As InStyle aptly puts it, the best trick to guess the year the picture was taken is through looking at the hairstyles. From curly bobs to poufs, from flicks to straight lengths, hair styles have evolved through an entire century.
For women - This decade in terms of hair fashion, revolved around heavy and fuller hair dos. The shorter hair was curled and poufed into attractive up-do styles. The longer locks on the other hand were left in loose but with heavy curls. Elaborate hats were worn to take the style quotient up a notch.
For men - Men liked their hair slicked back. Side and middle partitioned hair made with shiny with perfume oils, were also quite the range. The lengths were longer on the top and on the sides.
For women - Wavy hair was still very much in. The use of accessories like big bows, jewel pins and bedazzled headbands to further style the hair had begun. Eventually, Irene Castle’s ‘bob’ haircut came in and created quite frenzy. ‘Curtain hair’ was another popular hair style worn by women during this decade.
For men - No major change was seen in their hair style. Short hair and a classy moustache was their ideal way of staying stylish.
For women - With the birth of technological advancements- the handheld blow dryer and perm machine in this decade, the hair styling concept just got more modernized for women. The ‘bob’ became one of the most viral hair styles and depending on their personal style choice; women carried it sleek or wavy. More fashionable women sported heavy bushy fringes and kiss curls, and decorated them with floppy bows, pretty headbands and feathers.
For Men - Short cuts were famous not only for women, but also for men in the roaring twenties. Military cuts were amongst the most preferred short hair styles. Nevertheless, middle length was also popular and just as in the 1900s; men liked their longer top locks slicked back with a cream or gel. Gel set hair was one of the major style trends contributing to their classic look.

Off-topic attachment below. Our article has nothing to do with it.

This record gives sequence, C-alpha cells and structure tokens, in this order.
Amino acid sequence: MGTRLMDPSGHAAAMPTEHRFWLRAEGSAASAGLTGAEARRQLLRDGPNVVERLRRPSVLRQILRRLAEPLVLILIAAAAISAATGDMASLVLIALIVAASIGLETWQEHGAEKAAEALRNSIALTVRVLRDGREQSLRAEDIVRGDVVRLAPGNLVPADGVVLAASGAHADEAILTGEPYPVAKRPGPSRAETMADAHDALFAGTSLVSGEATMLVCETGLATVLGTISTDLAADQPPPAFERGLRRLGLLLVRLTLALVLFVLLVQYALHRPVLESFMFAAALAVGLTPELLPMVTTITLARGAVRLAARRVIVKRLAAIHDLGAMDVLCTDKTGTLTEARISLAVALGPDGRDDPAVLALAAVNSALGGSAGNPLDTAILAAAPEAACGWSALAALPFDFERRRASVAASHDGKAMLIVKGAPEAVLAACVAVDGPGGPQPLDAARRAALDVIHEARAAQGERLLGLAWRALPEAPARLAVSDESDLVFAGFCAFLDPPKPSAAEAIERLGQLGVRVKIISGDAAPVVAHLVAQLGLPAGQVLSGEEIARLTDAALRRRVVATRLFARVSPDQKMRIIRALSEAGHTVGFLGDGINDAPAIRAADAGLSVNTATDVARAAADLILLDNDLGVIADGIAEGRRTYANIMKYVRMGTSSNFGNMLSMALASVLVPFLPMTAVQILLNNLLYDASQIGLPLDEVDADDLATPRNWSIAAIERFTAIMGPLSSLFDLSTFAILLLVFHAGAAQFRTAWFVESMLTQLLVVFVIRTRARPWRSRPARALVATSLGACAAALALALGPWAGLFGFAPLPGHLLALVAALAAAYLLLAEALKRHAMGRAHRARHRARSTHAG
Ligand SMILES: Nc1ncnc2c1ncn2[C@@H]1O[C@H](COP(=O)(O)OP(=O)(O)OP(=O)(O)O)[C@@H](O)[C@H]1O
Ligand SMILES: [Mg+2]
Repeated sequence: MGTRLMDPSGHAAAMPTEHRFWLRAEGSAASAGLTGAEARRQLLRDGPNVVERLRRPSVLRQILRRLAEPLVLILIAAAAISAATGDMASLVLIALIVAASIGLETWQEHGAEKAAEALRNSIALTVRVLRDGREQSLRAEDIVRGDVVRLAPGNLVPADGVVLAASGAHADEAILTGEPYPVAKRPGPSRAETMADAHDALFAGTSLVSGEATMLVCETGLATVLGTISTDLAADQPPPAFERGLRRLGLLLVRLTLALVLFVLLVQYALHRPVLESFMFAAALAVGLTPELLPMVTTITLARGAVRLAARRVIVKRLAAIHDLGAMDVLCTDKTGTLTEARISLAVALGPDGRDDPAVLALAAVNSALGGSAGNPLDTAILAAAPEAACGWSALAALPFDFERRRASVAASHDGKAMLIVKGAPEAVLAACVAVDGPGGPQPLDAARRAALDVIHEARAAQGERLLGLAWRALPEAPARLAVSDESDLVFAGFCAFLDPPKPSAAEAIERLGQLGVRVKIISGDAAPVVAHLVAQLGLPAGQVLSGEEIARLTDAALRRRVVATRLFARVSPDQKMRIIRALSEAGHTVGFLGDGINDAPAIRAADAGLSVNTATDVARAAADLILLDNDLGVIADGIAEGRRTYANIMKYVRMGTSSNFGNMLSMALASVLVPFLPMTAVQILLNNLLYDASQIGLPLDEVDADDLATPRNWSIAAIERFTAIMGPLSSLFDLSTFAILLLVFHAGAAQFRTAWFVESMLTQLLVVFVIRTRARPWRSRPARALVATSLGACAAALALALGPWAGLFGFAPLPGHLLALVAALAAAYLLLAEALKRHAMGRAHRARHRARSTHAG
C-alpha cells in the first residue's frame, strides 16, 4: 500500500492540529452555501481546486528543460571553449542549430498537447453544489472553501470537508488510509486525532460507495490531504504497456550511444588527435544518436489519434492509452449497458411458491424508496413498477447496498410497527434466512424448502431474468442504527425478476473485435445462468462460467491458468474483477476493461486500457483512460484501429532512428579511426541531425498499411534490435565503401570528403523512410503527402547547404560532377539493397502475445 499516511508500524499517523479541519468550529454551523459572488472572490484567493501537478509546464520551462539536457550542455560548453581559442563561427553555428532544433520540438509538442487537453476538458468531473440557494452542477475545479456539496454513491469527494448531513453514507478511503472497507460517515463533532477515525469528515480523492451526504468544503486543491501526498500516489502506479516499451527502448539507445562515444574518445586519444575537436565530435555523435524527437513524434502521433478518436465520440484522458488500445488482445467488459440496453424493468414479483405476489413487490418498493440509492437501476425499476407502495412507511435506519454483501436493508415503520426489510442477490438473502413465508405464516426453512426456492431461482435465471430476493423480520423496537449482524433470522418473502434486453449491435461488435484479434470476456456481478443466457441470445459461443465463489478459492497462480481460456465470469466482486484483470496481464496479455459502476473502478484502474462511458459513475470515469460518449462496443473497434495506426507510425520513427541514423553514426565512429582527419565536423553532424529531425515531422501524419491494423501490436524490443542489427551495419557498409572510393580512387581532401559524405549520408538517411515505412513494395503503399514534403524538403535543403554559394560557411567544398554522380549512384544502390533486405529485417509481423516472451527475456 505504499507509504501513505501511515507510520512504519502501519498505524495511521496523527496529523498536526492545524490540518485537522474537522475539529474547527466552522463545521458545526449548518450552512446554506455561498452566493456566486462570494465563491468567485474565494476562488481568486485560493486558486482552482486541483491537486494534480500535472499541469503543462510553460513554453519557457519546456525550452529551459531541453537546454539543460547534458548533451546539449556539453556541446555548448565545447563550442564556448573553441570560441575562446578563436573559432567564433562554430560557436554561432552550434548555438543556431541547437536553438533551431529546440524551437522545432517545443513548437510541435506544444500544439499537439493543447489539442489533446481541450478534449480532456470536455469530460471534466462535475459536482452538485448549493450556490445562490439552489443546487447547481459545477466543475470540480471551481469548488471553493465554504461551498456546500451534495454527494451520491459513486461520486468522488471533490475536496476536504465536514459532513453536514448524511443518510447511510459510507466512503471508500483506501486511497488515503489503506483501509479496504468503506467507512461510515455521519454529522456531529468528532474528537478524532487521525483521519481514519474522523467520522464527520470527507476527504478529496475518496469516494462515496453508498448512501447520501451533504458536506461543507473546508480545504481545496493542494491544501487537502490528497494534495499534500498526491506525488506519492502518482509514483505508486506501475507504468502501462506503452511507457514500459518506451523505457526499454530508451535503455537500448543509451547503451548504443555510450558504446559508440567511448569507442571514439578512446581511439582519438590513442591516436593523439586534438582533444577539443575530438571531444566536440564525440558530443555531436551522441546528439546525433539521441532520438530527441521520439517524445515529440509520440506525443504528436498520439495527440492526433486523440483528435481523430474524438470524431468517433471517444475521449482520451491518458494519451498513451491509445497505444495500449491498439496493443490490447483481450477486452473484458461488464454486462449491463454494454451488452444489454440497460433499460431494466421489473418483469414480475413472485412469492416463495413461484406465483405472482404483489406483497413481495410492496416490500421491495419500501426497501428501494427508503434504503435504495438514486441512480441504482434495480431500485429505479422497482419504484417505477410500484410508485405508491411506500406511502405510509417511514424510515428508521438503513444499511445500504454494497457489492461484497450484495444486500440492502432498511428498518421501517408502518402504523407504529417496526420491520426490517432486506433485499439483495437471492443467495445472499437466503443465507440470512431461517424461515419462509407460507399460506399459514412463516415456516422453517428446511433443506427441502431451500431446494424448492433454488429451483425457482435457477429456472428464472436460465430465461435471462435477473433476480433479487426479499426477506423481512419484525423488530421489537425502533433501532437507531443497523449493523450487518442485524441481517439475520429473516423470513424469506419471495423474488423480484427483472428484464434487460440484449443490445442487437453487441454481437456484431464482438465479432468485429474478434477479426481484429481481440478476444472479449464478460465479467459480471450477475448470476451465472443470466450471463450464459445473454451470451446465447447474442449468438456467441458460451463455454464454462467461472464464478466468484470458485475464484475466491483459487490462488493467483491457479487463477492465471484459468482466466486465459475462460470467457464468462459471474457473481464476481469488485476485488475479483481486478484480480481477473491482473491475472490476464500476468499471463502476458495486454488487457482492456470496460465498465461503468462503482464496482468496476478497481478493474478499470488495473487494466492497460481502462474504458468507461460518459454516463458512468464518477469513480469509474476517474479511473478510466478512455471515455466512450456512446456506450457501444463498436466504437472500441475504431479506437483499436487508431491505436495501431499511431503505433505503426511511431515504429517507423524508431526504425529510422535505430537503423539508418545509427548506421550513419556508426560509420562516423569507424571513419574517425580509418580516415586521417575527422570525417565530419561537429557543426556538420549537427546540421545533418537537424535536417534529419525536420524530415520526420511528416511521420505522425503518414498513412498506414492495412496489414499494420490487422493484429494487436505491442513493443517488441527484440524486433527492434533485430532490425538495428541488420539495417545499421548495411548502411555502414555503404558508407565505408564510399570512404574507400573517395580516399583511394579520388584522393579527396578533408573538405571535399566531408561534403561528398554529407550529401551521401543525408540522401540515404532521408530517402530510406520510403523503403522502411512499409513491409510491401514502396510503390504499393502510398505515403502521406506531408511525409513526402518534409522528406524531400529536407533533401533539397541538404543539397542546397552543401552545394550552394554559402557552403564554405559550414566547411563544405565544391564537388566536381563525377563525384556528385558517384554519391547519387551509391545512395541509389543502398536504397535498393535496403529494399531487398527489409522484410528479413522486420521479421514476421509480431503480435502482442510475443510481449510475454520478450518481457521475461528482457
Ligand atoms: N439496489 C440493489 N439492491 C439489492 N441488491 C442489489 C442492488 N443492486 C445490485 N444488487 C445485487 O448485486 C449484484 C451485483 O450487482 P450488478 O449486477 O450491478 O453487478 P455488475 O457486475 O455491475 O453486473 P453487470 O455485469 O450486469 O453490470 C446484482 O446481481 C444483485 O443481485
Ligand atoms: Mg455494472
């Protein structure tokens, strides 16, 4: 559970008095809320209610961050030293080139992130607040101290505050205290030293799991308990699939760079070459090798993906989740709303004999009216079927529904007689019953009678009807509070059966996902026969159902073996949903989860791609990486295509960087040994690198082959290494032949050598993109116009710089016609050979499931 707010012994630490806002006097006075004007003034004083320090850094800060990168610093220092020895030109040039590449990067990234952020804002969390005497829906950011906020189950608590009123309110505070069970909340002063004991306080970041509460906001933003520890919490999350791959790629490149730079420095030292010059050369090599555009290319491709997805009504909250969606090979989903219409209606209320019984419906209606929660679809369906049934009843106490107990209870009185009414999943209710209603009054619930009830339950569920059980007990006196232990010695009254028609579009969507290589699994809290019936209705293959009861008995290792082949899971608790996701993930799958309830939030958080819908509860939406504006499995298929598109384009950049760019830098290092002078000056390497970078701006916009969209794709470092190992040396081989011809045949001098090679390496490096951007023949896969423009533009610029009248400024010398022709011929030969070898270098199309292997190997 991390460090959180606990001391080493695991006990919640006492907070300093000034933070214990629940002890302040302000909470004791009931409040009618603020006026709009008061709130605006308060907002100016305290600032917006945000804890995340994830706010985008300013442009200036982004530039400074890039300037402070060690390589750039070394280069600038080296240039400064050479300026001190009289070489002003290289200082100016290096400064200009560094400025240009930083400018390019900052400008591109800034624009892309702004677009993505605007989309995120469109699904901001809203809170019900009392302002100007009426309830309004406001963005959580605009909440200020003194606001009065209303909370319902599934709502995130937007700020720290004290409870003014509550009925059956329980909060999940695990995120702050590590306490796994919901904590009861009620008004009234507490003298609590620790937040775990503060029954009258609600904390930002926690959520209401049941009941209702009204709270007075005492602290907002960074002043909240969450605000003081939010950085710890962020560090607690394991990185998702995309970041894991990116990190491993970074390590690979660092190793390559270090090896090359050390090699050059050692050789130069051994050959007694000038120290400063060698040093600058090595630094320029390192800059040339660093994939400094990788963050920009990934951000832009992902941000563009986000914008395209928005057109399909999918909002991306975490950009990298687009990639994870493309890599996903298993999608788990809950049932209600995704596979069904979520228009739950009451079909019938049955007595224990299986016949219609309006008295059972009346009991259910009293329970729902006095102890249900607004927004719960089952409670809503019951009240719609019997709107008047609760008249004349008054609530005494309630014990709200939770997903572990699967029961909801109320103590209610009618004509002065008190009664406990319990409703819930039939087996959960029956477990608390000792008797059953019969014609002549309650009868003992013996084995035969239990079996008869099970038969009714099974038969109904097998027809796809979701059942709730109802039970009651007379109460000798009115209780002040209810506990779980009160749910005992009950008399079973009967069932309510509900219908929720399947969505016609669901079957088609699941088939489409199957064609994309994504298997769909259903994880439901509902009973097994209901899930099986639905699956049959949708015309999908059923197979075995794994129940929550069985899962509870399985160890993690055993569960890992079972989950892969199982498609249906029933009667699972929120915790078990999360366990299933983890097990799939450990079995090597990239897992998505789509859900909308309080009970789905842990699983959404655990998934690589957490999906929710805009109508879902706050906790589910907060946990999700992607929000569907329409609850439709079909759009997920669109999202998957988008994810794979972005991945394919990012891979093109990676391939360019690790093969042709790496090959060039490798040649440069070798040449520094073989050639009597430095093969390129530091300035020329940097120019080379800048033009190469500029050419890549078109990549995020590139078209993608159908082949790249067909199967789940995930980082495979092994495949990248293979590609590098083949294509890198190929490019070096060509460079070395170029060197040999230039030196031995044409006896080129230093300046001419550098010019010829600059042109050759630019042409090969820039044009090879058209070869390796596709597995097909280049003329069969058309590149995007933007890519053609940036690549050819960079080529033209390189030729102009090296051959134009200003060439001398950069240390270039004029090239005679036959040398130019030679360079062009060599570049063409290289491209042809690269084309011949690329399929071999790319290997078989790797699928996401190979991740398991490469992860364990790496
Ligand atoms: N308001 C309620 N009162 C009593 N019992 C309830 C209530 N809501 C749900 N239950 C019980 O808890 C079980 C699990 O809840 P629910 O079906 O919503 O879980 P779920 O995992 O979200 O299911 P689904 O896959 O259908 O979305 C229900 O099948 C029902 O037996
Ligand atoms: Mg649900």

For women - From this decade onwards, women had started to see Hollywood starlets as embodiments of style. Blonde was not considered to be a ‘nice girl’ thing until the original blonde bombshell - Jean Harlow came into the picture. Her toxic acid dipped curls unfurled a new leaf in the industry of hair fashion, and more and more dark-haired women started to go blonde.
Jean started the legacy and actresses Bette Davis and Joan Crawford took it a step ahead by going platinum blonde for a while. The blond twirls were here to stay as a major hair fashion trend. Sharp partings, pin curls, and the Marcel wave look were the women style standards. To look stylish at their best and to keep their abundant curls set in up do fashions, they used pomade support.
For men - The hair styles of men were no majorly different from the previous decades. Longer locks at the top and sides with shorter hair at the back, was still the standard hair style they followed. Off-centre parting, or longer fringes with of course shorter hair at the back, was how they kept the fashion on.
For women - In the 1940s, women wanted their hair long and dark. The longer locks were pin curled and then brushed through to fashion the classic wave effect. The Raven hair of the classic beauty Ava Gardener further popularized the trend of darker longer hair.
For men - The retro style that never ceases to bore us no matter what year we progress into is a gift of this era. Growing fringes and setting them back in a way that wave effect is created, was a hairstyle seen as the trademark of the sophisticated and fashionable men.
For women - Hair experimentation had become a usual thing by the mid-century for women. The classic beauty Audrey Hepburn started the trend that never went out of style. Cocktail hats on short curls and waves, was the best way to go classy. And to get that chic quotient, ponytail with fringes was the best foot forward.